We start — this is an Irish play, remember — in the aftermath of the funeral of Rosemary’s father, a man driven half-mad (nothing pleased him more than shooting crows) by circumstances. Those circumstances are horrifying, but they are also laugh-out-loud funny to Anthony’s dad, Tony (Kevin Adams, as good as I’ve seen him), who will make them funny to you, too. And this is the territory good Irish playwrights have staked out for generations, whether we mean McDonagh or Beckett or Synge: the horrible and the hilarious, merged and made one. Shanley mines it too.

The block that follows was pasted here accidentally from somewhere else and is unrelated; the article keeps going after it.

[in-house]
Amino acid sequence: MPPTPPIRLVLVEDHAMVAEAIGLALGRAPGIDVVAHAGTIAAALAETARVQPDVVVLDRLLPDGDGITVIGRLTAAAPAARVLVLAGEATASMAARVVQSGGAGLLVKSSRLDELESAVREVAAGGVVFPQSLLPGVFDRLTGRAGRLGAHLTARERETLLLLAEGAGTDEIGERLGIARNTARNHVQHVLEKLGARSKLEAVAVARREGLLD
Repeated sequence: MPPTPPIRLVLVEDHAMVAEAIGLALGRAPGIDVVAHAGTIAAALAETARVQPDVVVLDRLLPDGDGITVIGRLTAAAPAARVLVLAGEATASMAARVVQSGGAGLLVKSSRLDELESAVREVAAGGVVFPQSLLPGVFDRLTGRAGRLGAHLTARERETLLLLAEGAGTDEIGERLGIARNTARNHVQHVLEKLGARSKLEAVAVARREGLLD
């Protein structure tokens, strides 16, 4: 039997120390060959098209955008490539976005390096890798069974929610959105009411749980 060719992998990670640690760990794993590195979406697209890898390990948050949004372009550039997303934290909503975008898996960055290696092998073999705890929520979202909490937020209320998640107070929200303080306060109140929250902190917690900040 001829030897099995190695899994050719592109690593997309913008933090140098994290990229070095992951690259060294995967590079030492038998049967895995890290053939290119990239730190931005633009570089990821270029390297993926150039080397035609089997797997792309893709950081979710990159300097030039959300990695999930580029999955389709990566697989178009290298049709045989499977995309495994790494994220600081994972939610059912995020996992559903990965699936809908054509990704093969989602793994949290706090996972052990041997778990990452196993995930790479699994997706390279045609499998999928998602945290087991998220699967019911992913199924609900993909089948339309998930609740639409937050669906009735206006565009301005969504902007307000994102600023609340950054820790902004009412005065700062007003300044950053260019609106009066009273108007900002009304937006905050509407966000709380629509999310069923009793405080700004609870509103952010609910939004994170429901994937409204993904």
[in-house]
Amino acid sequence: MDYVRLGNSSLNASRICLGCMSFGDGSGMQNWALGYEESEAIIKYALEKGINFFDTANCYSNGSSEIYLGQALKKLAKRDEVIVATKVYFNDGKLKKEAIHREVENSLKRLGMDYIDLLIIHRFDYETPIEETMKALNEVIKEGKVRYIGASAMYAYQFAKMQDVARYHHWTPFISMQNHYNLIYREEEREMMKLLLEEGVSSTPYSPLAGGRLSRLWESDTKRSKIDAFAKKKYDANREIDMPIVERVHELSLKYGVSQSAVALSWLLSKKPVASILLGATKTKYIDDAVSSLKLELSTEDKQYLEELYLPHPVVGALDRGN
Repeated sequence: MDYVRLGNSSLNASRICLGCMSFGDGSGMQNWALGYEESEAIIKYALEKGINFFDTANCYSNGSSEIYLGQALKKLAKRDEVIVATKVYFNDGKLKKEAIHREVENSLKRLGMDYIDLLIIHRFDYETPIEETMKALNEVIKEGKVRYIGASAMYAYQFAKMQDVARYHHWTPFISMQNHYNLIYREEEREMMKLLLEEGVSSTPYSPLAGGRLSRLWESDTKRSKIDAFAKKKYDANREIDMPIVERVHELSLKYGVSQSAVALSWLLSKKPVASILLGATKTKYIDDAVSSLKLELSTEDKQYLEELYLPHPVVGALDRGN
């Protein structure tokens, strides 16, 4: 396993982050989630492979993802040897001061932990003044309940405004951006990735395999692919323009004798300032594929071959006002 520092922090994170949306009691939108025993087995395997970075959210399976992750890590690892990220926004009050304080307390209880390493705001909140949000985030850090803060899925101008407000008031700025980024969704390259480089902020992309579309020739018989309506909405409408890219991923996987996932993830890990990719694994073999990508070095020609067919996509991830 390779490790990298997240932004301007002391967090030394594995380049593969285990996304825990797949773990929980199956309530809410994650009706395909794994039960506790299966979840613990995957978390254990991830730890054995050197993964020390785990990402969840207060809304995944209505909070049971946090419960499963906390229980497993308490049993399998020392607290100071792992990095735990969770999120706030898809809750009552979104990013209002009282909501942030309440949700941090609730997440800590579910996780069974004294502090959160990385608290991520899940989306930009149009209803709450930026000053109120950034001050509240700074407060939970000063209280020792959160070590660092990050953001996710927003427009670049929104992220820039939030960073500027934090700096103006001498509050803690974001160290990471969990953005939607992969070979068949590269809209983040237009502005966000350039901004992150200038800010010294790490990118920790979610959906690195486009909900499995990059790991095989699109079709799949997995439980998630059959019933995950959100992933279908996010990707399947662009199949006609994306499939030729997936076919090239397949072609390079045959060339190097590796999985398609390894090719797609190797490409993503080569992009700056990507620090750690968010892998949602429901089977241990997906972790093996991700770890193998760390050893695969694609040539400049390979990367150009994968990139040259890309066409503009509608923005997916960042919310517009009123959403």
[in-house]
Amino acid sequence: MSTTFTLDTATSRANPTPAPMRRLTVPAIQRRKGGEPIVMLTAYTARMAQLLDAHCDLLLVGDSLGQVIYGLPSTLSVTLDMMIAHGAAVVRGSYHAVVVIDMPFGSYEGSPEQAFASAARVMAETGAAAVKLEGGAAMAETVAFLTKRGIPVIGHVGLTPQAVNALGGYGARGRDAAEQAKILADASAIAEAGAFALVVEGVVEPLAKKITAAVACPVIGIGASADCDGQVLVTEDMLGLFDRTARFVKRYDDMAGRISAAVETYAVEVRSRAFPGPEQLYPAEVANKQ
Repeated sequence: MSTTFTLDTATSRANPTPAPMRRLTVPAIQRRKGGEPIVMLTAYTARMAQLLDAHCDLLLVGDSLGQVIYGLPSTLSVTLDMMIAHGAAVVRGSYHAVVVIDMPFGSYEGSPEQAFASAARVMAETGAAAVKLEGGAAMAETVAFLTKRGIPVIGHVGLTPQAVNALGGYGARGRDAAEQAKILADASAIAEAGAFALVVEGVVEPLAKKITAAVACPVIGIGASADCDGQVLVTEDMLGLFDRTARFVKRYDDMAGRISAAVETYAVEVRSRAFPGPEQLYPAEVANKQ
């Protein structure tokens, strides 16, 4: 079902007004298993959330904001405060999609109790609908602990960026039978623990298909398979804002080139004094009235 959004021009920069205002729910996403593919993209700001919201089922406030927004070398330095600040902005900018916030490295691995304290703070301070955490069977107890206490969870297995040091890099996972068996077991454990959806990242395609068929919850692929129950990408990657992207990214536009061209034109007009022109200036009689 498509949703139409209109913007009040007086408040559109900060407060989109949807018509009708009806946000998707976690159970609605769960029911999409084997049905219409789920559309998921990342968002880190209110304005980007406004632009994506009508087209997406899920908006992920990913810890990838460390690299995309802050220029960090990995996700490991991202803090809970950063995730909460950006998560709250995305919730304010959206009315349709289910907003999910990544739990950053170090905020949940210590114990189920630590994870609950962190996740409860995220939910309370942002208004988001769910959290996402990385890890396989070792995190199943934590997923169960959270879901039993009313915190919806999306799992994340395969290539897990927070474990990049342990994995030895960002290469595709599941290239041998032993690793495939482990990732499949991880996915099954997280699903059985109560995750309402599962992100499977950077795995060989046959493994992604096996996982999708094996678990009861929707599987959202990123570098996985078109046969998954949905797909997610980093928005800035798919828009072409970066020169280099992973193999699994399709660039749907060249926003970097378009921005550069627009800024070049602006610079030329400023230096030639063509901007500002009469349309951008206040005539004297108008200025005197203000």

The hero of this production is director Mark A. Rhea, who almost diabolically moves his actors around the Keegan stage not only with a maximum of economy but to a maximum of emotional effect as well.
Keegan’s production gives the play its full measure, never condescending to these flawed characters, thus making them sympathetic and the story charming.